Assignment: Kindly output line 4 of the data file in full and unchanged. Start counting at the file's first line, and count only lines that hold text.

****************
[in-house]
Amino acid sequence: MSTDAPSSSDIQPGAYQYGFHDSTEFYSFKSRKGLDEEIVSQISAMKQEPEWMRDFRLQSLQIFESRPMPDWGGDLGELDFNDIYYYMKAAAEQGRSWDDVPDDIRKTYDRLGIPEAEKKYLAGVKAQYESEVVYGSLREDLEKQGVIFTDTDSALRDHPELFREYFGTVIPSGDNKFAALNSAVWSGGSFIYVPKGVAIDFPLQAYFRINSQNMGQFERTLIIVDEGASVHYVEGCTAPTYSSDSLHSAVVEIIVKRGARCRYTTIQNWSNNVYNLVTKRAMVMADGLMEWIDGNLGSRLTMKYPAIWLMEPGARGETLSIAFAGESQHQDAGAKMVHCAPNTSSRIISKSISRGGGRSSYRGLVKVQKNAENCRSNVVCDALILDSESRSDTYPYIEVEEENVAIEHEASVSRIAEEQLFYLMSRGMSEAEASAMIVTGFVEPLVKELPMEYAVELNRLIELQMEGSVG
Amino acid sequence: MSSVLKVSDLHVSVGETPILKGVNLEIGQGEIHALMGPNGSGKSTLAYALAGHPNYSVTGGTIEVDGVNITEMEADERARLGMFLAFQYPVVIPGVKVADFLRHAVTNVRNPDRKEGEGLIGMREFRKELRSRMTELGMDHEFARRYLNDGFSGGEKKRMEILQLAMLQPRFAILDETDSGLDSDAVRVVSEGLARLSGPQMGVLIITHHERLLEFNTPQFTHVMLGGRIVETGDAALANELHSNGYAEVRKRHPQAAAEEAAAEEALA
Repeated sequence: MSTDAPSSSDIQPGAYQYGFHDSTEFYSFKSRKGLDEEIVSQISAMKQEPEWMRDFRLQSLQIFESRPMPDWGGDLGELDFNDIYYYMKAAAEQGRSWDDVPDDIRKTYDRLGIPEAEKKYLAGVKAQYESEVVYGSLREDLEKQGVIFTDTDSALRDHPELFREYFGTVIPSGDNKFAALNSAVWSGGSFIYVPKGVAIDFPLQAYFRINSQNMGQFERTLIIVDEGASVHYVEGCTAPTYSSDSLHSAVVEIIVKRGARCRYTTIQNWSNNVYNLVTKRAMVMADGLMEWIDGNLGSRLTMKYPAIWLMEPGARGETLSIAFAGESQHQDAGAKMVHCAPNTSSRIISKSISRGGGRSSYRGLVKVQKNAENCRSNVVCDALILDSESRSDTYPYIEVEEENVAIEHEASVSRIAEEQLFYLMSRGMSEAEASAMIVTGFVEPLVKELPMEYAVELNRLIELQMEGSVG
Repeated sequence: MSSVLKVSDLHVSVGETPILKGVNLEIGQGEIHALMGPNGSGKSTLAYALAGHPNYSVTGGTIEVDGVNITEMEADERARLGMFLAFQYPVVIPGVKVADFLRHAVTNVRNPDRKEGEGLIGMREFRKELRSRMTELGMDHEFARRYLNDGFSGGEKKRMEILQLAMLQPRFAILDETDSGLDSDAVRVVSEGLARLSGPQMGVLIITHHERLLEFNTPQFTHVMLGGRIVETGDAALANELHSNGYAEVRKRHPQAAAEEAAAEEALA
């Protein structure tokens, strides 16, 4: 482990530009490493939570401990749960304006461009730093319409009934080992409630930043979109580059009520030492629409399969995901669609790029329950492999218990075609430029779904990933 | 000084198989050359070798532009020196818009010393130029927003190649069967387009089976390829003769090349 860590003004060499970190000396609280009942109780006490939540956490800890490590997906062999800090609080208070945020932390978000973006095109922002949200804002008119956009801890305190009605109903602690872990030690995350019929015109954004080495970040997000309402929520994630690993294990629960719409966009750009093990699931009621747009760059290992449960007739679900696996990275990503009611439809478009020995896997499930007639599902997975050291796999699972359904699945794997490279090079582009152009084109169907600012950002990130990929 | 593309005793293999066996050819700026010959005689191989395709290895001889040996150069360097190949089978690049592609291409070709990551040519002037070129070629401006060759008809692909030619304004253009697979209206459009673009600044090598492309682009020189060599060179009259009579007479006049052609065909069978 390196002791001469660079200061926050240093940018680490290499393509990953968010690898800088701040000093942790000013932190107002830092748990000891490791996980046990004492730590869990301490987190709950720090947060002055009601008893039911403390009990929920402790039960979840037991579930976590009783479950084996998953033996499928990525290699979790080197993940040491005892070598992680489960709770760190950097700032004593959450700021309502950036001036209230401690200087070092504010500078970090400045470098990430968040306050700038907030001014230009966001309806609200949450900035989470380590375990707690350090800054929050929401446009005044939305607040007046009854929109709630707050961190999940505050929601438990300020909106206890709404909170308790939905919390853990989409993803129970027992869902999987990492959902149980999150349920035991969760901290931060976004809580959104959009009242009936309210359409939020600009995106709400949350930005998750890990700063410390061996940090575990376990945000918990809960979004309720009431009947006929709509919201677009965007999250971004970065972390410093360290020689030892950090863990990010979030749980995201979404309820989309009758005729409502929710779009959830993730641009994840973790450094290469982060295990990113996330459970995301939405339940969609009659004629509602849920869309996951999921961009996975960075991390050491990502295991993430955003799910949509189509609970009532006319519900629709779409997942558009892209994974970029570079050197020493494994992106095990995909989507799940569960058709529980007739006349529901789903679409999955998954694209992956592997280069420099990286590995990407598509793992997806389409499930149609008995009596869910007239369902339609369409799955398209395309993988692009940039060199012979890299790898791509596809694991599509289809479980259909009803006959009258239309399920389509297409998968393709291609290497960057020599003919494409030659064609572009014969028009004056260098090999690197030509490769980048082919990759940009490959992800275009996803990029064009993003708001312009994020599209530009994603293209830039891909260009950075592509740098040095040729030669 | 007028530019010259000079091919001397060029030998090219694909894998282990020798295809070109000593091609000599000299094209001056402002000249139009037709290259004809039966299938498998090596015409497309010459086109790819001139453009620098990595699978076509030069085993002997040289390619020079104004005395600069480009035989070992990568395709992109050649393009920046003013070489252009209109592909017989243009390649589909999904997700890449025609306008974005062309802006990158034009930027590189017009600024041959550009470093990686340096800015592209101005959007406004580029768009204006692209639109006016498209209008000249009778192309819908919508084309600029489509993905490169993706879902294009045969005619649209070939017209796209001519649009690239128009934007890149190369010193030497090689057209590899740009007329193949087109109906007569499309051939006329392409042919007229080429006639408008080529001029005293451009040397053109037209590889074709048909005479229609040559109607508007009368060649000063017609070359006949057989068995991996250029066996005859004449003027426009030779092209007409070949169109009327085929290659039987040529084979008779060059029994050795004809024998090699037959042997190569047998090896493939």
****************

Repeated sequence: MSTDAPSSSDIQPGAYQYGFHDSTEFYSFKSRKGLDEEIVSQISAMKQEPEWMRDFRLQSLQIFESRPMPDWGGDLGELDFNDIYYYMKAAAEQGRSWDDVPDDIRKTYDRLGIPEAEKKYLAGVKAQYESEVVYGSLREDLEKQGVIFTDTDSALRDHPELFREYFGTVIPSGDNKFAALNSAVWSGGSFIYVPKGVAIDFPLQAYFRINSQNMGQFERTLIIVDEGASVHYVEGCTAPTYSSDSLHSAVVEIIVKRGARCRYTTIQNWSNNVYNLVTKRAMVMADGLMEWIDGNLGSRLTMKYPAIWLMEPGARGETLSIAFAGESQHQDAGAKMVHCAPNTSSRIISKSISRGGGRSSYRGLVKVQKNAENCRSNVVCDALILDSESRSDTYPYIEVEEENVAIEHEASVSRIAEEQLFYLMSRGMSEAEASAMIVTGFVEPLVKELPMEYAVELNRLIELQMEGSVG